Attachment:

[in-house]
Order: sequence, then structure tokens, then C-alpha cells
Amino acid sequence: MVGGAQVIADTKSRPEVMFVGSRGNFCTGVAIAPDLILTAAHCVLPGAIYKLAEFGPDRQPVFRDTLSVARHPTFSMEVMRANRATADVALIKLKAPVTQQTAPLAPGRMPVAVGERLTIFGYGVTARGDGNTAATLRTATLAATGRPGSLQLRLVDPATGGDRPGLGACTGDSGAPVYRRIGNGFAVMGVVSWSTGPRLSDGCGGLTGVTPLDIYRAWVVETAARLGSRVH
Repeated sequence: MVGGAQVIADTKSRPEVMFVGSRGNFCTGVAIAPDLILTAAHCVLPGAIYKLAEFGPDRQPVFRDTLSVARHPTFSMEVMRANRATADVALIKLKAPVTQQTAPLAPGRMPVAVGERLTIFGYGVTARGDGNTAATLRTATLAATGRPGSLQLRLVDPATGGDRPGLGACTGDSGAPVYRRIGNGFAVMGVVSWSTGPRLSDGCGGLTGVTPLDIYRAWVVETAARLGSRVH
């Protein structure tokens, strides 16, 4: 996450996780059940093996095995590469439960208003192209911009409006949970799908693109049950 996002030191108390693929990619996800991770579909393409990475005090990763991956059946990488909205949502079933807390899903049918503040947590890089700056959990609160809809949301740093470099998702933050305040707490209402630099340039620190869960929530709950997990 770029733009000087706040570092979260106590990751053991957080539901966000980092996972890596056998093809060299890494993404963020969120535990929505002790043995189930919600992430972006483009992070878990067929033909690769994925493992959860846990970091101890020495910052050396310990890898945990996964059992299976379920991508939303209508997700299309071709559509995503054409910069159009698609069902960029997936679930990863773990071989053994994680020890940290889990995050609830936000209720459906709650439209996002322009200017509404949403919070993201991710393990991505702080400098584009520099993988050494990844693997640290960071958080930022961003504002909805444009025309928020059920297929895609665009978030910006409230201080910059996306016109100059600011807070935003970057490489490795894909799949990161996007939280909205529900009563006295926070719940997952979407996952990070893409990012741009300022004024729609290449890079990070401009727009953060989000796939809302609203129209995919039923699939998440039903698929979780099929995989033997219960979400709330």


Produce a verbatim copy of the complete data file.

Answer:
[in-house]
Order: sequence, then structure tokens, then C-alpha cells
Amino acid sequence: MVGGAQVIADTKSRPEVMFVGSRGNFCTGVAIAPDLILTAAHCVLPGAIYKLAEFGPDRQPVFRDTLSVARHPTFSMEVMRANRATADVALIKLKAPVTQQTAPLAPGRMPVAVGERLTIFGYGVTARGDGNTAATLRTATLAATGRPGSLQLRLVDPATGGDRPGLGACTGDSGAPVYRRIGNGFAVMGVVSWSTGPRLSDGCGGLTGVTPLDIYRAWVVETAARLGSRVH
Repeated sequence: MVGGAQVIADTKSRPEVMFVGSRGNFCTGVAIAPDLILTAAHCVLPGAIYKLAEFGPDRQPVFRDTLSVARHPTFSMEVMRANRATADVALIKLKAPVTQQTAPLAPGRMPVAVGERLTIFGYGVTARGDGNTAATLRTATLAATGRPGSLQLRLVDPATGGDRPGLGACTGDSGAPVYRRIGNGFAVMGVVSWSTGPRLSDGCGGLTGVTPLDIYRAWVVETAARLGSRVH
């Protein structure tokens, strides 16, 4: 996450996780059940093996095995590469439960208003192209911009409006949970799908693109049950 996002030191108390693929990619996800991770579909393409990475005090990763991956059946990488909205949502079933807390899903049918503040947590890089700056959990609160809809949301740093470099998702933050305040707490209402630099340039620190869960929530709950997990 770029733009000087706040570092979260106590990751053991957080539901966000980092996972890596056998093809060299890494993404963020969120535990929505002790043995189930919600992430972006483009992070878990067929033909690769994925493992959860846990970091101890020495910052050396310990890898945990996964059992299976379920991508939303209508997700299309071709559509995503054409910069159009698609069902960029997936679930990863773990071989053994994680020890940290889990995050609830936000209720459906709650439209996002322009200017509404949403919070993201991710393990991505702080400098584009520099993988050494990844693997640290960071958080930022961003504002909805444009025309928020059920297929895609665009978030910006409230201080910059996306016109100059600011807070935003970057490489490795894909799949990161996007939280909205529900009563006295926070719940997952979407996952990070893409990012741009300022004024729609290449890079990070401009727009953060989000796939809302609203129209995919039923699939998440039903698929979780099929995989033997219960979400709330």